ECON 2102-007 Principles of Economics - Micro Spring 2015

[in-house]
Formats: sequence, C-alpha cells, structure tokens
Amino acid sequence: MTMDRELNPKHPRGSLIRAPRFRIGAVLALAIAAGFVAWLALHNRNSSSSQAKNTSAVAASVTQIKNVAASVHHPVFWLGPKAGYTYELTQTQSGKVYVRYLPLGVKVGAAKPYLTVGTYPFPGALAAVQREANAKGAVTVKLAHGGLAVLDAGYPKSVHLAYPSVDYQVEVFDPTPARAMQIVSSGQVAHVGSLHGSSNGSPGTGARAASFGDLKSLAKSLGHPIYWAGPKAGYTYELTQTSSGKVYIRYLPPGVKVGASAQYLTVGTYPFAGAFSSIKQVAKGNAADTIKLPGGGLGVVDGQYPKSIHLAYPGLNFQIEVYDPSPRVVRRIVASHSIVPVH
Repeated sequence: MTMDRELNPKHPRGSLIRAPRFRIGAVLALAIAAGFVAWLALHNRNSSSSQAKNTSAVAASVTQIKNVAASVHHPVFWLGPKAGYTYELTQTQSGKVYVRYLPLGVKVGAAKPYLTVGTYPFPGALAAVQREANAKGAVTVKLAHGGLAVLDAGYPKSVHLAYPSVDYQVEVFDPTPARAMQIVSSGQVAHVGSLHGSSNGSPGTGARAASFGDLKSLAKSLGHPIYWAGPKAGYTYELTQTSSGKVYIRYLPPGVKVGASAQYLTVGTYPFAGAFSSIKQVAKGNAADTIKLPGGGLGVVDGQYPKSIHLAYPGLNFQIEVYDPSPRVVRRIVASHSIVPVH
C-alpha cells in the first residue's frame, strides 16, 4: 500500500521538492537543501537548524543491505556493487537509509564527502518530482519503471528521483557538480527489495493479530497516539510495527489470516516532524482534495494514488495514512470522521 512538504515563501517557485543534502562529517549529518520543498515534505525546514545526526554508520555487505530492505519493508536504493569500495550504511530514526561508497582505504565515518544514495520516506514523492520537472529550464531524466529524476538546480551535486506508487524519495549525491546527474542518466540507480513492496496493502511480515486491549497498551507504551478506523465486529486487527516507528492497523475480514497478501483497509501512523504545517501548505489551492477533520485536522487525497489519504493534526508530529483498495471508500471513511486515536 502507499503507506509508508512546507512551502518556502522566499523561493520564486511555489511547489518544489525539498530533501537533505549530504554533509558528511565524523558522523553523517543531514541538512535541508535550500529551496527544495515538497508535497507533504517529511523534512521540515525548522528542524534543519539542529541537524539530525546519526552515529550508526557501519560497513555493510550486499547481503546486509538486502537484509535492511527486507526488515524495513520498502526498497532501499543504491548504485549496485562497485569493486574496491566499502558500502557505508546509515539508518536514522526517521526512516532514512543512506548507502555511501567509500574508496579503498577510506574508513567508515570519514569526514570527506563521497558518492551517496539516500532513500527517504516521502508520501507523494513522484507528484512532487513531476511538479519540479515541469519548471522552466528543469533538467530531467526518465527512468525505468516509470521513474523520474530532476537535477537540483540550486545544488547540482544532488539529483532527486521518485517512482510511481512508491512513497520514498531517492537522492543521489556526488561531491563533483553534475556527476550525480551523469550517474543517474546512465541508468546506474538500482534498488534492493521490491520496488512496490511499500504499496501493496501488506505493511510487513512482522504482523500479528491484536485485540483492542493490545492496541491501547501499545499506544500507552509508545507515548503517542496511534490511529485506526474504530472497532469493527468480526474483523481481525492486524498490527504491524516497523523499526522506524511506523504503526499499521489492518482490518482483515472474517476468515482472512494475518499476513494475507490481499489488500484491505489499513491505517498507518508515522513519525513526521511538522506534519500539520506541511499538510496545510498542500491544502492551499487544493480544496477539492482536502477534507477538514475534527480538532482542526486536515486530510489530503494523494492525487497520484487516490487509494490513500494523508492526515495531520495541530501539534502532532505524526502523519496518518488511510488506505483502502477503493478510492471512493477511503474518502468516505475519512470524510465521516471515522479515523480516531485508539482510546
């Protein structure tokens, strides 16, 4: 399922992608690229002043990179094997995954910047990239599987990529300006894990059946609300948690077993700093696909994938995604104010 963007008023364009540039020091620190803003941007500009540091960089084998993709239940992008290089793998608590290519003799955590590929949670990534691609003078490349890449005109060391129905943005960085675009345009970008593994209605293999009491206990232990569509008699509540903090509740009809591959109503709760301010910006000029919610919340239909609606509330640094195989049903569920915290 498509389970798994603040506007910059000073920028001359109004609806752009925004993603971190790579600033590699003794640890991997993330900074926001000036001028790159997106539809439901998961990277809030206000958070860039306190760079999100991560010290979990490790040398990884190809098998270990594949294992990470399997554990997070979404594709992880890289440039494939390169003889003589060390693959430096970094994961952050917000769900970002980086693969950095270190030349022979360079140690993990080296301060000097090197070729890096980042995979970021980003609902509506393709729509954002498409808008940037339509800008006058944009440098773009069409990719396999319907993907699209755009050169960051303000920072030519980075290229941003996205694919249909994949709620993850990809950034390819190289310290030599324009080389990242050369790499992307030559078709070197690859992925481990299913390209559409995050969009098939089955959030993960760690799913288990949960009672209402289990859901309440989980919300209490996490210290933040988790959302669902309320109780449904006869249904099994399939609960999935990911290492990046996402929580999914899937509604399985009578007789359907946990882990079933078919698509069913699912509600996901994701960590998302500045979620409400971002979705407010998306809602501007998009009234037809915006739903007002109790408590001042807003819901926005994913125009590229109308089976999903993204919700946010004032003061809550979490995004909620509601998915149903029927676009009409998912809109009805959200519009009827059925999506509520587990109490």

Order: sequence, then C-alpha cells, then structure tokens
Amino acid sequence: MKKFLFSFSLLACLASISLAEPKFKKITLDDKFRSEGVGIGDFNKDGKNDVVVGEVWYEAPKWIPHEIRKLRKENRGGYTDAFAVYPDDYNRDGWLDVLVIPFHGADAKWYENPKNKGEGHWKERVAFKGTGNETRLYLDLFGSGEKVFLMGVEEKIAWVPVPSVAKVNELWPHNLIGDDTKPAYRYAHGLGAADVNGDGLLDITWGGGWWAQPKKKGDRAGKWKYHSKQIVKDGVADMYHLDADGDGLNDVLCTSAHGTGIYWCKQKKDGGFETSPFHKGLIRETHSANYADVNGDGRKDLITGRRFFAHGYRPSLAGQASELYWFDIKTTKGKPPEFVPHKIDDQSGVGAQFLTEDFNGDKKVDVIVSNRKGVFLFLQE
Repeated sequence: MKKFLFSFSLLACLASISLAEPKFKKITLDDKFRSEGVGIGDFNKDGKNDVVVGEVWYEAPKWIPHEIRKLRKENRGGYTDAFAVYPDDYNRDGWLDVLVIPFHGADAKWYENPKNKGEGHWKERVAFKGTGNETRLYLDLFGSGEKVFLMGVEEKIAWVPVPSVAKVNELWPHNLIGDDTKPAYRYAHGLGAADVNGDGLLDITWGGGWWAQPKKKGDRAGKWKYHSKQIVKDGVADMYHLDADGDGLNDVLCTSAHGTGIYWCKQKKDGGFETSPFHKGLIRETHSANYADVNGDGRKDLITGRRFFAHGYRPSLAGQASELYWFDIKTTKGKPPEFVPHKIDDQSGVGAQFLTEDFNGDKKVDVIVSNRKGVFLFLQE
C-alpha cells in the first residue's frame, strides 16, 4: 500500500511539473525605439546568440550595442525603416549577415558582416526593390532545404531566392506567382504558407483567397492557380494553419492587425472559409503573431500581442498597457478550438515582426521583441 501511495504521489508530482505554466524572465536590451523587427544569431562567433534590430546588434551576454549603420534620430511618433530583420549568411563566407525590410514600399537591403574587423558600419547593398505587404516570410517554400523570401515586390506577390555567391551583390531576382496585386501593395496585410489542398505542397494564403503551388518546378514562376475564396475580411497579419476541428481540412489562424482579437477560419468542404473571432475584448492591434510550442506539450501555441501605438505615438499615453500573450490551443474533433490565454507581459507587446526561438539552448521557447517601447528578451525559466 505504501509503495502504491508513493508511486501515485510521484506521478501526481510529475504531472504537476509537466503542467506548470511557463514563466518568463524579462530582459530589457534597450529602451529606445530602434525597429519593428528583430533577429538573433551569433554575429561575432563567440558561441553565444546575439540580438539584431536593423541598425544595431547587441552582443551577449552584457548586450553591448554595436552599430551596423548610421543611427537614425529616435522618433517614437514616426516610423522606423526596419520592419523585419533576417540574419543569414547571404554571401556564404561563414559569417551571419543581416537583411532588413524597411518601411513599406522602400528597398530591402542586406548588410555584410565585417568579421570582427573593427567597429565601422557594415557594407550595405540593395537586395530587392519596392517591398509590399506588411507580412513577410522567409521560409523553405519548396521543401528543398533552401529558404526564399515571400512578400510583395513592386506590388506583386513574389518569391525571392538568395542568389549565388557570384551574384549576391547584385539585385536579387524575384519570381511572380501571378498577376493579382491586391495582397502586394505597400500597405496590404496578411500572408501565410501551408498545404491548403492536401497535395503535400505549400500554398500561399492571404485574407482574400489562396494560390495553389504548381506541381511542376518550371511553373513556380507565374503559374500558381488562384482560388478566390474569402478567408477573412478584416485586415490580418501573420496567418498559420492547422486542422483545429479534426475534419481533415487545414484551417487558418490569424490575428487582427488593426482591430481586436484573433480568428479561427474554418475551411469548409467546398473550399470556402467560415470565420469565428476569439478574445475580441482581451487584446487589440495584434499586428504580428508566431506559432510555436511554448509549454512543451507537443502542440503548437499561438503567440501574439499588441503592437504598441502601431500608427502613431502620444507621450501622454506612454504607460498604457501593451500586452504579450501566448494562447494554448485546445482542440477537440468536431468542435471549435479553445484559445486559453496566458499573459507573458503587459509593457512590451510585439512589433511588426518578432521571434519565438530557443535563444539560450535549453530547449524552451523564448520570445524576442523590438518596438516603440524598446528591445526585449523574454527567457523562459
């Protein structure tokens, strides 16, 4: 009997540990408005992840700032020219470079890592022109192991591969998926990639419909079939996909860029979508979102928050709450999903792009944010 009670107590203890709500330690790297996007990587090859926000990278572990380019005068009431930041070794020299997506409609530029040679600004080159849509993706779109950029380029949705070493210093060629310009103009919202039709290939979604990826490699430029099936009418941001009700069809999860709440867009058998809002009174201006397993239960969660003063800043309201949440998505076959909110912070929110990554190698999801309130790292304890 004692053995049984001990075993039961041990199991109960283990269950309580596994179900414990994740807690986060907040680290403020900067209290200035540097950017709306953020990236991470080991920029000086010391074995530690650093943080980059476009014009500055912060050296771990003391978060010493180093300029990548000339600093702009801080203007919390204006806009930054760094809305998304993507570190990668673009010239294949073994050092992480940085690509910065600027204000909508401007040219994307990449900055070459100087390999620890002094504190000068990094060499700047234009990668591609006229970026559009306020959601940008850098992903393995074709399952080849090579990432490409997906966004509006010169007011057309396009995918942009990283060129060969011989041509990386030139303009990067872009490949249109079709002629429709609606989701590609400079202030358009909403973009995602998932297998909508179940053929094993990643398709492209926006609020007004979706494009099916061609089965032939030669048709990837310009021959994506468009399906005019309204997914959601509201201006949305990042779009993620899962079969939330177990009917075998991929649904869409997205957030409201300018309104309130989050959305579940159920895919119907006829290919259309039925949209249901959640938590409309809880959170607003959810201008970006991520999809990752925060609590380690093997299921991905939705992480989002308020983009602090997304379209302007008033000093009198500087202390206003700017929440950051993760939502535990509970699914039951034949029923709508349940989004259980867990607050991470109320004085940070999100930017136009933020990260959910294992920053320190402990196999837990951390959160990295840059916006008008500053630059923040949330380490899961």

ECON 2102-007 Principles of Economics - Micro Spring 2015 TR 2:00 pm – 3:15 pm Rowe #161 INSTRUCTOR: OFFICE: OFFICE HOURS: Dr. Hui-Kuan Tseng 227A, Friday Building M 11:00 am – 1:00 pm and TR 11:00 am – 12: 30 pm, other hours by appointment only OFFICE PHONE: 704-687-7598 Email: [email protected] Teaching Assistant: to be announced Required Text: Bradley R. Schiller with Cynthia Hill & Sherri Wall, The Micro Economy Today, 13th edition, Irwin-McGraw Hill Recommended: Study Guide to accompany The Micro Economy Today Textbook Webpage: http://www.mhhe.com/schiller13e/ Course Description: Pricing mechanism of a market economy, the industrial organization of the U.S. economy, problems of economic concentration, the theory of income distribution, and comparative economic systems. Course Objectives: The objective of this course is to introduce you to the basic concepts of microeconomics. Microeconomics is the study of how individuals, business firms, and governments make their choices bases on scarcity, and how the interactions of individuals and firms affect the allocation of resources. Along with other course objectives, this course will help the student to develop problem-solving skills; skills associated with independent thinking; and will address legal, regulatory and environmental issues using economic analysis. Additionally ECON2102 is one of the courses that can be used to meet Goal VI (understanding the Individual, Society and Culture) of the University’s General Education Requirements. According to this Goal UNC-Charlotte Graduate should be able to: Understand how institutions operate with societies in both contemporary and historical perspectives. Understand internal and external influences that promote and inhibit human action. Understand the patterns of change that individuals experience at various points in life. Recognize the complex, integrated and dynamic nature of human behavior and experience. Understand the commonalities, differences, and interdependence among and within societies of the world. Course Policies: Attendance: Students are expected to attend, to arrive on time and to stay the entire class period. A sign-up sheet will circulate randomly to record attendance. No points are explicitly added for attendance nor subtracted for absences. However, attendance will be considered when I determine your final course grade. When missing class, students will be expected to obtain class notes or assignments from other students in the class. Grading: Grading: TEST I TEST II TEST III FINAL EXAM (non-cumulative) 100 points 100 points 100 points 100 points 400 points Notes: 1. There will be three 100-point tests during the semester plus a 100-point non-cumulative final exam, totaling 400 points. 2. No make-up tests shall be given for whatever reason. Students who miss one test are required to take a cumulative final exam which carries a weight of 200 points. Students who miss two tests will get an "F" as course grade. 3. Students who wish to drop the lowest test score are required to take the cumulative final exam which carries a weight of 200 points. 4. The final exam, regular or cumulative, will be given according to the university's final exam schedule. There will be no consideration given to students who wish to take the final exam early. The semester ends with the scheduled final exam time. 5. Bonus Opportunities: There are extra credit opportunities. You may earn extra credits from in-class practice questions. Ten percent (10%) of the total points you earn on the practice questions counts as your extra credit. When the extra credits are offered, they must be completed in class and only students who are present are eligible for the extra credits. No makeup for in-class practice questions. 6. The combined scores for tests and non-cumulative or cumulative final exams shall be 400 points. The course grade is determined by the following formula and scale: Average(%) = Test 1 + Test 2 + Test 3 + FinalExam 10% practice 400 A = 90% or above B = 80% - 89.9% C = 70% - 79.9% D = 60% - 69.9% F = below 60% Cells phones and other technology: The use of cell phones, beepers, or other communication devices is disruptive, and is therefore not permitted during class. If you have a personal or professional emergency or urgent matter, let the instructor know that you may need to respond to a call during class; turn your cell phone to the "vibrate" option, and leave the room to respond to the call. Otherwise, cell phones and other communication devices should be turned off. I also ask that students do not "surf" the internet, text-message or twitter during class; if you have a personal emergency let me know; you can leave the room to respond to a call or text-message. One more thing, you may not use the calculator features of your cell phone during exams. Academic Integrity: Students have the responsibility to know and observe the requirements of The UNC Charlotte Code of Student Academic Integrity. This code forbids cheating, fabrication or falsification of information, multiple submissions of academic work, plagiarism, abuse of academic materials, and complicity in academic dishonesty. Any special requirements or permission regarding academic integrity in this course will be stated by the instructor and are binding on the students. Academic evaluations in this course include a judgment that the student's work is free from academic dishonesty of any type; and grades in this course therefore should be and will be adversely affected by academic dishonesty. Students who violate the code can be expelled from UNC Charlotte. The normal penalty for a first offense is zero credit on the work involving dishonesty and further substantial reduction of the course grade. In almost all cases, the course grade is reduced to F. Copies of the code can be obtained from the Dean of Students Office. Standards of academic integrity will be enforced in this course. Students are expected to report cases of academic dishonesty to the course instructor. Tentative Reading Assignment: I. II. Basis Economic Concepts A. Scarcity B. Opportunity costs and production possibilities C. Supply and demand D. The public sector Chp 1 Chp 3 Chp 4 The Nature and Functions of Product Markets A. The demand for goods i. Price Elasticity Chp 6 pp.116-120 Thursday, 2/5 ****** Test 1 ****** ii. Other Elasticities iii. Consumer Choice Theory B. Firm production, costs, and revenues i. Marginal product and diminishing returns ii. Average and marginal costs and revenues iii. Long-run costs and economies of scale Thursday, 3/12 Chp 1 ****** Test 2 ****** Chp 6 pp. 120-130 Chp 5 Chp 7 Chp 7 Chp 7 III. Market Structure A. Perfect competition B. Monopoly Tuesday, 4/7 IV. Chp 8, 9 Chp 10 ****** Test 3 ****** C. Oligopoly D. Monopolistic competition E. Regulatory issues Chp 11 Chp 12 Chp 13 Factor Markets A. The labor market Chp 16 Tuesday, 5/5 2:00 pm - 4:30 pm ****** Final Exam ****** The Belk College of Business strives to create an inclusive academic climate in which the dignity of all individuals is respected and maintained. Therefore, we celebrate diversity that includes, but is not limited to ability/disability, age, culture, ethnicity, gender, language, race, religion, sexual orientation, and socio‐economic status.